In a recent report by “U.S. News and World Report,” Davidson College was rated the lowest in the nation for fun inflation. Davidson has finally beat out institutions such as West Point and the Eastern Piedmont Penitentiary for having the least amount of all-American fun. This new ranking is a monumental achievement for the college, as there is a trend among other colleges to have more cheery and relaxed attitudes. The college’s number one status really shows how much the administration cares about distinguishing Davidson from other learning institutions.

This comes as no surprise to the administration nor to the student body. Over-committed English major Jeremy Clarkson ‘17 said, “Yeah, I could totally see how ‘U.S. News would give us this ranking. I mean, I haven’t been to a party in over a year and a half.”

In another testimony, Jenny Macbeth ‘16, seen studying at 3 a.m. in the basement of the library said, “It’s time like these when I’ve spent the past 30 hours working on homework that I feel like the school is doing a great job preparing us for the real world.”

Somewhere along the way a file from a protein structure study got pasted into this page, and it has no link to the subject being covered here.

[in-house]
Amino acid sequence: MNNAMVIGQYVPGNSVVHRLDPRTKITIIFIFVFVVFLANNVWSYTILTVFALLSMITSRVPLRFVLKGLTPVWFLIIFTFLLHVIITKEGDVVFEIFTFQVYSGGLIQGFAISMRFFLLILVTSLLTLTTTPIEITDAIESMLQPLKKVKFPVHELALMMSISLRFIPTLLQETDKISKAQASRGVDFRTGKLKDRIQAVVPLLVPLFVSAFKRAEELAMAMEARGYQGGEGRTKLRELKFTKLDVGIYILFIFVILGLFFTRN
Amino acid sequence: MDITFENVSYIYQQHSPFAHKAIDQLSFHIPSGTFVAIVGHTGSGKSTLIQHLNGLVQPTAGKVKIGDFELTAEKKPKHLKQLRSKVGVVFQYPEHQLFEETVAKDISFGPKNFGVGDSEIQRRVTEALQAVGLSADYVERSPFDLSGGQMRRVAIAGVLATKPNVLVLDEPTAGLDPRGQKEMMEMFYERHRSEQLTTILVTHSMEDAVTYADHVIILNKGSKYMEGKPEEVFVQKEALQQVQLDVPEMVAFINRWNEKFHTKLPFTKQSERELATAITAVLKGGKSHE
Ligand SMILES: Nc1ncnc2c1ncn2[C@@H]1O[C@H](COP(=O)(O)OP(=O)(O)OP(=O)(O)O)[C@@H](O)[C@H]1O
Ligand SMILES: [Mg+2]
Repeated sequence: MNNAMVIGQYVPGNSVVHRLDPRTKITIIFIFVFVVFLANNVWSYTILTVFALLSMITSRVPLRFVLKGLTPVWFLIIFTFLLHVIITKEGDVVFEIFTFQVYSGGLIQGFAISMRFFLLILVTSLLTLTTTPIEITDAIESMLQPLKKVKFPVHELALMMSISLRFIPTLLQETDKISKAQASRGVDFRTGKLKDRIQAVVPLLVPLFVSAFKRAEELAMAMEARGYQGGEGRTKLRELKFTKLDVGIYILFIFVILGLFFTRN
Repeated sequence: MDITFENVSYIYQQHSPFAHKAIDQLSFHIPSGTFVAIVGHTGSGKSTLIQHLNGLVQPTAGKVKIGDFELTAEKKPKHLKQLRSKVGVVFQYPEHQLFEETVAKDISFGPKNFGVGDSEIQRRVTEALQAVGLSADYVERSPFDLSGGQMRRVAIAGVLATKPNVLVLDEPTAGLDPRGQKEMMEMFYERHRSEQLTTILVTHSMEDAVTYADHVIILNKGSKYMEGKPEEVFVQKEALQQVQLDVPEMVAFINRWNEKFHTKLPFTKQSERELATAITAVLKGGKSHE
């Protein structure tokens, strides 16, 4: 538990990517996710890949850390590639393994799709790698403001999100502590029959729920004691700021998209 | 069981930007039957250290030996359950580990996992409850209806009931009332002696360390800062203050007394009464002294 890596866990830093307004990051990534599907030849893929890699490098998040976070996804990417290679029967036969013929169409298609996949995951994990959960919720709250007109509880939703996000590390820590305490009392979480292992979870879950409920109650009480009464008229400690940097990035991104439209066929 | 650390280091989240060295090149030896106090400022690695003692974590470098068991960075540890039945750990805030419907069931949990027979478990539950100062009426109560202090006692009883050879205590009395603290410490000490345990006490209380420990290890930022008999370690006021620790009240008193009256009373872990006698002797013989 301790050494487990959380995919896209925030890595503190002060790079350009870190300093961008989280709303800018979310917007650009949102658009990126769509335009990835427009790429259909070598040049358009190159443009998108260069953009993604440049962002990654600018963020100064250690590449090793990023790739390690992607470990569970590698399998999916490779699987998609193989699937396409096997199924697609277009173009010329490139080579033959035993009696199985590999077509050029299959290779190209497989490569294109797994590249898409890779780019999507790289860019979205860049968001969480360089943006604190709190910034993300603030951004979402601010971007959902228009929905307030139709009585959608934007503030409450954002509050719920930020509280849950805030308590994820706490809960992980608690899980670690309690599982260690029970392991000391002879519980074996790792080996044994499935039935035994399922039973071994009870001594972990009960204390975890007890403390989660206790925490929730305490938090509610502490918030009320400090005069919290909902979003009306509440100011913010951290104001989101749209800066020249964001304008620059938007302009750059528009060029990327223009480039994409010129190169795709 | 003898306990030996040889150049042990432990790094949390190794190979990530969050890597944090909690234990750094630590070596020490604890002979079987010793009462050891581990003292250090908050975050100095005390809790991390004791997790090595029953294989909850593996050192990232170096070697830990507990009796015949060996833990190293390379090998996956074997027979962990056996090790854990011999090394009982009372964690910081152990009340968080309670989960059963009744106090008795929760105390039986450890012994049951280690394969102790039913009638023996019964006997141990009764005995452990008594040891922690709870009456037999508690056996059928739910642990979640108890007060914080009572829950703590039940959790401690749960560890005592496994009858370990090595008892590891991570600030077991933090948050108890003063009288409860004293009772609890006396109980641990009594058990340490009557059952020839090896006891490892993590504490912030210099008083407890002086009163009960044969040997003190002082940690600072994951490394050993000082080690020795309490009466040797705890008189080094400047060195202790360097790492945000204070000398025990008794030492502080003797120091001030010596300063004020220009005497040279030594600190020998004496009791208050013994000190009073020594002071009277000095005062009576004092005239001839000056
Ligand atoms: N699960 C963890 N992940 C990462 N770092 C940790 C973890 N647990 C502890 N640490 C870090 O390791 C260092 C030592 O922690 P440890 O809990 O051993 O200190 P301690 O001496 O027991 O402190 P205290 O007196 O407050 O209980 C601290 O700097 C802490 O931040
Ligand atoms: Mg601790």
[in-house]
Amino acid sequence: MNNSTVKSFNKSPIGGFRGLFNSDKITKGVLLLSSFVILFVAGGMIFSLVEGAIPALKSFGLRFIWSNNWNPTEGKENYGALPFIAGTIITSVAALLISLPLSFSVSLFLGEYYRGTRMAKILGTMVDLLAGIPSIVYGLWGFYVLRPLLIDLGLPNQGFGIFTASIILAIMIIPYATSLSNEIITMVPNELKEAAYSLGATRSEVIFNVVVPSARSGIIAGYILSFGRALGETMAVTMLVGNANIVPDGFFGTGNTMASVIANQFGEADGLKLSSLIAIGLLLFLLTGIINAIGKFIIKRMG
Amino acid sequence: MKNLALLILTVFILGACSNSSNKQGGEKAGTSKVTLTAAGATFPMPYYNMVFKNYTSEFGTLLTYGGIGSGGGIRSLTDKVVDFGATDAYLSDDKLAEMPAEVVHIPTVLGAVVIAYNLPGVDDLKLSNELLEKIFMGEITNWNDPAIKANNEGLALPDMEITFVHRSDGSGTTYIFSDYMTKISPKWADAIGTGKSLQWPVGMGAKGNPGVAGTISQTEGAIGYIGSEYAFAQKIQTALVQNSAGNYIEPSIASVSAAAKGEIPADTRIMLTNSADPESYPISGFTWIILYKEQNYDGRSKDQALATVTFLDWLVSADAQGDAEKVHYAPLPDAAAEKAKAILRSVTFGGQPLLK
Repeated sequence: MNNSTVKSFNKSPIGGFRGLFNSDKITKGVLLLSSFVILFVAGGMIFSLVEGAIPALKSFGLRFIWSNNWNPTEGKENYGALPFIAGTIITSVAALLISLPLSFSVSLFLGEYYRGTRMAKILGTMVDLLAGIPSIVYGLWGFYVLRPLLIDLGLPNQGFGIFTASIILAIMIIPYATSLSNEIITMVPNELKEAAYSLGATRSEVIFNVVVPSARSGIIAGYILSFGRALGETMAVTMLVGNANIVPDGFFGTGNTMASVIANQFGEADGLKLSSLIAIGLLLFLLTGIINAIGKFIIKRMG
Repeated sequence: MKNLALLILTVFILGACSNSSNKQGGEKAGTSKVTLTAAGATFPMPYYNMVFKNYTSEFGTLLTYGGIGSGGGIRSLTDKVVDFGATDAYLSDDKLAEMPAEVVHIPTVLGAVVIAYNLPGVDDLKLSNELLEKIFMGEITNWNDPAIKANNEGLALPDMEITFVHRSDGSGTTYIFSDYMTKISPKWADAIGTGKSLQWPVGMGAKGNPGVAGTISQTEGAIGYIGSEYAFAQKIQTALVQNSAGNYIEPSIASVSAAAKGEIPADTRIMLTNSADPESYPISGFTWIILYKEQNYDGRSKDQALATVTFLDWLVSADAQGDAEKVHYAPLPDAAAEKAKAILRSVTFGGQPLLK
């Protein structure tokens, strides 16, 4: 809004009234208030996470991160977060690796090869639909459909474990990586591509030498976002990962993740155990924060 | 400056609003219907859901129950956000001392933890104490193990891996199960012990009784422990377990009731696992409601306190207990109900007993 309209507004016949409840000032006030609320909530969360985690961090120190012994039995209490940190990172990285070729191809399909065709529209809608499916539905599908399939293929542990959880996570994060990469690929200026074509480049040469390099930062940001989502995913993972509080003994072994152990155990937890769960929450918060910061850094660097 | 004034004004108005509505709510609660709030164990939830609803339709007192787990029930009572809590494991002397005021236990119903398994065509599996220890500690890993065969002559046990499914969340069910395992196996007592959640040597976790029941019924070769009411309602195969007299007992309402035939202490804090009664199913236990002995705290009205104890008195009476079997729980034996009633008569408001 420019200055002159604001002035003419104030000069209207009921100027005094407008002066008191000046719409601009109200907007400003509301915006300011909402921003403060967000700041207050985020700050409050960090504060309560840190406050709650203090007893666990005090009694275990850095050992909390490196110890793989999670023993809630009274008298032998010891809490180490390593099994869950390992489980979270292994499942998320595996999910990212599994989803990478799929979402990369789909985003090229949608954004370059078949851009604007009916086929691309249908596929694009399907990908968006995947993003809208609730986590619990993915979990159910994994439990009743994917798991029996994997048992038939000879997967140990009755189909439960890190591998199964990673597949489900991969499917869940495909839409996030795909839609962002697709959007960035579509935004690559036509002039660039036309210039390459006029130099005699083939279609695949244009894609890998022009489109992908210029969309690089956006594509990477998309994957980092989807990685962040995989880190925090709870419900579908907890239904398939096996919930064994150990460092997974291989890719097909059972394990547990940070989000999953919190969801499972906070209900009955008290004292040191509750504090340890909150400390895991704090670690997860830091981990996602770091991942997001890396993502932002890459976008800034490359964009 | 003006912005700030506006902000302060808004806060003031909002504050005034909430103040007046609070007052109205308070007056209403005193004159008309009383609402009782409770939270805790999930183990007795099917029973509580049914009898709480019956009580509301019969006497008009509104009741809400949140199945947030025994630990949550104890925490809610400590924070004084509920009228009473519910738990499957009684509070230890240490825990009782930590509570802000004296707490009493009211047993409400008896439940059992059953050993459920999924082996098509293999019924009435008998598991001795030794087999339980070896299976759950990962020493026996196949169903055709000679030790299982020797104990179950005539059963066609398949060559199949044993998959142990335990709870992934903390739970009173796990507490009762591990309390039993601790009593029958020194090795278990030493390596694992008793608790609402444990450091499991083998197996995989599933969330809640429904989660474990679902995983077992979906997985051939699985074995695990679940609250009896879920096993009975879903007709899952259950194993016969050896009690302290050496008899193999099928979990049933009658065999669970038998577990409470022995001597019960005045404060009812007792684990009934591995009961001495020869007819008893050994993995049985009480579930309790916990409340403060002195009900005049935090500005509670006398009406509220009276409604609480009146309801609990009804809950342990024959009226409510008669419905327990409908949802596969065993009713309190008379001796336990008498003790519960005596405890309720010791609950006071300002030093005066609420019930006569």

In colleges across the United States, fun inflation rates have hit an all-time high to help make their colleges appear more competitive to prospective students. However, in recent years Davidson has fought back against this trend by instituting strict anti-play policies, citing ethical reasons behind the artificially raised fun levels. In an interview with President Quillen, she stated the following:

“Davidson has traditionally been a very unenthusiastic and uptight community. We can’t in good faith allow the school to follow the carefree and fun-loving path that other learning institutions are taking.”

President Quillen has not only talked about anti-fun policy but has implemented multiple programs to get levels of fun low. With the newest mandated policy of 60 hours of outside-of-class homework per week, the college plans to “really show these kids a thing or two about how life truly works.”

Other proposed program initiatives include stress stations, where your parents are Skyped in to look over your grades, and abundant fliers reminding you of that upcoming test.